John Cena has been with WWE for over a decade, and his future is uncertain. As the company releases so many wrestlers from their roster since April 2020, where will he stand? In July of 2019, they released nearly every single established name on their current main event level in tag team wrestling.
John Cena, a wrestler for WWE (World Wrestling Entertainment), has been with the company since 2002. He is one of the most popular wrestlers in the world, and he is also known for his signature move, the “Five Knuckle Shuffle.”.
WWE has made a practice of releasing huge groups of wrestlers from their contracts (consistently citing budgetary concerns) while concurrently reporting record revenues in quarterly financial reports since April 2020. More than 80 wrestlers, ranging from Performance Center trainees to past world champions and main eventers, were cut in 2021 alone. One wave of releases has already occurred this year, with a number of significant roleplayers in WWE’s developmental system, most notably William Regal, Road Dogg, and Samoa Joe, being released.
This week, John Cena went on Sirius XM’s The Rich Eisen Show to promote the launch of HBO MAX’s Peacemaker, and he was questioned about the new releases. Cena traced his business choices all the way back to his early WWE days.
“When I first joined WWE, the company had recently acquired WCW and ECW, as well as two developmental territories, and the rosters were many,” Cena stated. “When I first began in the WWE, there were twice-yearly releases, which generated stakes for developing talent and for talent trying to establish a name for themselves.” We simply assumed there would be cutbacks in the calendar year after WrestleMania and either before or after the holidays. That appeared to come to a halt about the time we started to recast ourselves as Ruthless Aggression characters. Brock (Lesnar), Randy (Orton), and Dave are the four of us (Batista). When those men started to anchor in and establish a vision for the next decade and beyond, we began to broaden our reach, we began to have more programming, and the talent list began to grow.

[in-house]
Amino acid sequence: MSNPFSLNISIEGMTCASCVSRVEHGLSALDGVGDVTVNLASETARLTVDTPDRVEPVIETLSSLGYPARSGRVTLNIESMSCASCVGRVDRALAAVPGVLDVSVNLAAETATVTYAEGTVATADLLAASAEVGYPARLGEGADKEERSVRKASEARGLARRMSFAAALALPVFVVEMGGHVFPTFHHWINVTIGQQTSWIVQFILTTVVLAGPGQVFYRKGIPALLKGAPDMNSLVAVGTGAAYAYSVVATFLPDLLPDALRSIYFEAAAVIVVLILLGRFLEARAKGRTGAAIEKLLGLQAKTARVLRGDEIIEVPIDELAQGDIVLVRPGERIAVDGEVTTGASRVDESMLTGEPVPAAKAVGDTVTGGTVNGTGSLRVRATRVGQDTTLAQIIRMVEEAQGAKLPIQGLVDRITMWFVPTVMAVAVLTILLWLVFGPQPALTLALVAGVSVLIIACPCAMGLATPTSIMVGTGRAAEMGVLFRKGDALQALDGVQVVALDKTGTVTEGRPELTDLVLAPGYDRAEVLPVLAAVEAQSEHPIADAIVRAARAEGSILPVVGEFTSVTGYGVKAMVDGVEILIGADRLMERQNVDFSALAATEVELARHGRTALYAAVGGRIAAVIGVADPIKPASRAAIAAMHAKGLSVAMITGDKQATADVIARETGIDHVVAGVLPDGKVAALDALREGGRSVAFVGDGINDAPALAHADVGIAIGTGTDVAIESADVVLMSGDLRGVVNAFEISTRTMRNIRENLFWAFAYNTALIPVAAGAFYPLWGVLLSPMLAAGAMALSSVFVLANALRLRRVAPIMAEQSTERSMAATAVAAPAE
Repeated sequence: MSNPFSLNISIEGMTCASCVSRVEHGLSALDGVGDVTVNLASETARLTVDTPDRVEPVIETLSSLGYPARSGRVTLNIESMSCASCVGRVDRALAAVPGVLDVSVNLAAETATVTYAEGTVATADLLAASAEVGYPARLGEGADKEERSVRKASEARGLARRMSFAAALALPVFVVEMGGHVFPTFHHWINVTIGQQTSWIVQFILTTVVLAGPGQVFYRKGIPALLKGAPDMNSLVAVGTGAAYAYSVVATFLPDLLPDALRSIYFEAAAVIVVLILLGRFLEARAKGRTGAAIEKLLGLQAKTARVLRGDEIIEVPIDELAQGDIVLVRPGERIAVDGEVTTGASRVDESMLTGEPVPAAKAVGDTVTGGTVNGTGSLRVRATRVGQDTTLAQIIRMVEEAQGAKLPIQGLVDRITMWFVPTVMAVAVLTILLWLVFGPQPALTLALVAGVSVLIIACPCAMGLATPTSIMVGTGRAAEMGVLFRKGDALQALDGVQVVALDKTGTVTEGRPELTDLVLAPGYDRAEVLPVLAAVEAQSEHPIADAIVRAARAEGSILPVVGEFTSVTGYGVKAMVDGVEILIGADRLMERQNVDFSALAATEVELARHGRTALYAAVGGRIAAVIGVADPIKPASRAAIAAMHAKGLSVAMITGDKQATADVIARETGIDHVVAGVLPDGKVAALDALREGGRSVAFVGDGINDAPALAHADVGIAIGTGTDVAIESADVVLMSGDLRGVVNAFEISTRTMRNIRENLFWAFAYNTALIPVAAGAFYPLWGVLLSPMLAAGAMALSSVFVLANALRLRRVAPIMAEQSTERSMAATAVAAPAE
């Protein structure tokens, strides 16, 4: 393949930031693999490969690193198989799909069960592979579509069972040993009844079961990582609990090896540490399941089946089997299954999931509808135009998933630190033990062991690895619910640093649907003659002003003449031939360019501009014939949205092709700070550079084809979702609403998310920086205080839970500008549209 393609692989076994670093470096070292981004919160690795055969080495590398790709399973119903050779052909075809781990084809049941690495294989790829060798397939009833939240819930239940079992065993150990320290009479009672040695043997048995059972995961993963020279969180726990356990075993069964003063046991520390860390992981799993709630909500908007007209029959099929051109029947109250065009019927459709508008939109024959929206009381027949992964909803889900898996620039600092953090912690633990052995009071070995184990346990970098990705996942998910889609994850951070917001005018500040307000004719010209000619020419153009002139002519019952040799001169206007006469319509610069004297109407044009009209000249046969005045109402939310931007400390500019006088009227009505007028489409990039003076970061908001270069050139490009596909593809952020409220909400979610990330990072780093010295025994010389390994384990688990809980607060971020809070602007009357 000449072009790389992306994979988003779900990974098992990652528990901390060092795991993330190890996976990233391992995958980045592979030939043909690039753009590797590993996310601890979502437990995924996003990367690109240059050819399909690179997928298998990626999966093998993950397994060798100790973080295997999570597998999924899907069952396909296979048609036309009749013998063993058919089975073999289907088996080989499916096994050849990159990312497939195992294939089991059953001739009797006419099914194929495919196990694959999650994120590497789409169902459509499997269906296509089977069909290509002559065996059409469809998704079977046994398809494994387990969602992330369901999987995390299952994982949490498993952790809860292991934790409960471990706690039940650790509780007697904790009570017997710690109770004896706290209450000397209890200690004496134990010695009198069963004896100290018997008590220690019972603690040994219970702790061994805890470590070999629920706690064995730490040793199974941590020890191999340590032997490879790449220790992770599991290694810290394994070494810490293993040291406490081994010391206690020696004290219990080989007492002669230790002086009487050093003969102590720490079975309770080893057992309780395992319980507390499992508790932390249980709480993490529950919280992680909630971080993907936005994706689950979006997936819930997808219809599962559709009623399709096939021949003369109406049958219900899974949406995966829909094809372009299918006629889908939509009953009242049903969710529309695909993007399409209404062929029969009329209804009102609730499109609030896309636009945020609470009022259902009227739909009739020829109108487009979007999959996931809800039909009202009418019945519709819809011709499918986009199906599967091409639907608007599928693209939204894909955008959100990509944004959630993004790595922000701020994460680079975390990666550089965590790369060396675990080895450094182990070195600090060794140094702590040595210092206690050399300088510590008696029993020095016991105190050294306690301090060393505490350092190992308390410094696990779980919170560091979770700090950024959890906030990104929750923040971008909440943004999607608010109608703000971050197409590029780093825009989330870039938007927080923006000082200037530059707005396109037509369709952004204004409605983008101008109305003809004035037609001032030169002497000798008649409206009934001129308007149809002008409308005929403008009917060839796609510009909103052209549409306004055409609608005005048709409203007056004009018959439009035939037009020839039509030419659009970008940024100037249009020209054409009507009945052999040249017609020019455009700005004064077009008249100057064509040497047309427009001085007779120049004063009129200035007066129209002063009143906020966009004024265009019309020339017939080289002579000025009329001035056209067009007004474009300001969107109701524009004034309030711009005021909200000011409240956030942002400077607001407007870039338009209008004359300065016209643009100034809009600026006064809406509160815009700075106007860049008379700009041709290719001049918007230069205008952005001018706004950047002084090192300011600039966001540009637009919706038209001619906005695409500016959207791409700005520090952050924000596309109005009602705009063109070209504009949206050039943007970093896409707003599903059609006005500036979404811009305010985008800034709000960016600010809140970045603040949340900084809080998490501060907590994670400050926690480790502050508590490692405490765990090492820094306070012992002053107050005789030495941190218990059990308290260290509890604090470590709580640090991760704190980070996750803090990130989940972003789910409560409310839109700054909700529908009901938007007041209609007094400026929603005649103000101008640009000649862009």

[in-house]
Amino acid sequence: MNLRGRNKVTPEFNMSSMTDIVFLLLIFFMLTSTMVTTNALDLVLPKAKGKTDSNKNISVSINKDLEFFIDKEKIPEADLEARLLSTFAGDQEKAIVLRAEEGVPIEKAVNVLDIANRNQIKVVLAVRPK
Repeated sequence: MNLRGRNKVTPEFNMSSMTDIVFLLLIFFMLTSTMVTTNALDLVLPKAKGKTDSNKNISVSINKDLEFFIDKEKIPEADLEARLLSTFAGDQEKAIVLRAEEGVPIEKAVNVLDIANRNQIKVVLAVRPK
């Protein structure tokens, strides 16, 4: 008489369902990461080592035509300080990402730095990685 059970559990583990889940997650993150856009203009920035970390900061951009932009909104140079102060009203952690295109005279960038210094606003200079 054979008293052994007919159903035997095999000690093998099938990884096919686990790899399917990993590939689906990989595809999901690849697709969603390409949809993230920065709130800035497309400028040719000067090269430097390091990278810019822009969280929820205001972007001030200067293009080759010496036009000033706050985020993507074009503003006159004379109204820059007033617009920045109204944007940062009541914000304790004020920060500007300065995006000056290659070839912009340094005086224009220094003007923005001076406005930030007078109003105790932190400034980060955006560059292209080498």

“I believe a lot of it was little defensive hiring because there was and still is a huge surge in sports entertainment right now,” he said. “People are digesting and interacting with this stuff.” Outside of the WWE, people are building a name for themselves. It’s no longer a one-stop shop for everything. I believe that with the constant influx of enthusiastic individuals who enjoy sports entertainment, people do make a name for themselves outside of WWE, and if the WWE believes that they could be a good fit in that area, they’ll attempt to give that person a chance. They’re also optimistic about the prospect of continuing to recruit additional employees. The WWE Performance Center is at capacity, so you have all of these talent, and many of them will not be able to perform. That, I believe, is the most aggravating aspect for both the WWE and the performer. Unfortunately, it is a business at the end of the day. I remember how lucky I was when I first began in the WWE. I was lucky enough to see Stone Cold Steve Austin’s event in Atlanta (walked out). That moment flew through me like a cannon because I got the feeling that if they could dismiss Stone Cold Steve Austin, anybody could be replaced unless their name was Vince McMahon.
Cena came to a conclusion – “I believe that a lot of the audience’s dissatisfaction stems from the fact that they regard sports entertainment in the same way that I do. I like watching sporting events and witnessing people’s potential. I adore seeing potential in performances and in everyone, particularly when individuals start to establish what they call a gimmick or a personality. I like trying to keep up with them in chats to see how far we can go. However, there are only so many spaces available and so much programming available. I understand the number of releases that have been required from a commercial sense. It has very little to do with profit-loss margin if the corporation reasons that this is the shift we’re making, we want to carry fewer talent. It doesn’t matter whether the company’s plan is to operate on a slim roster; you run on a lean roster. If the company’s strategy is to rely on a large roster, I recall a time when we had stacks of stars and the stock was trading at $7 a share. It’s only that the corporation was given the option of running on a talent-heavy roster or a talent-light roster.”
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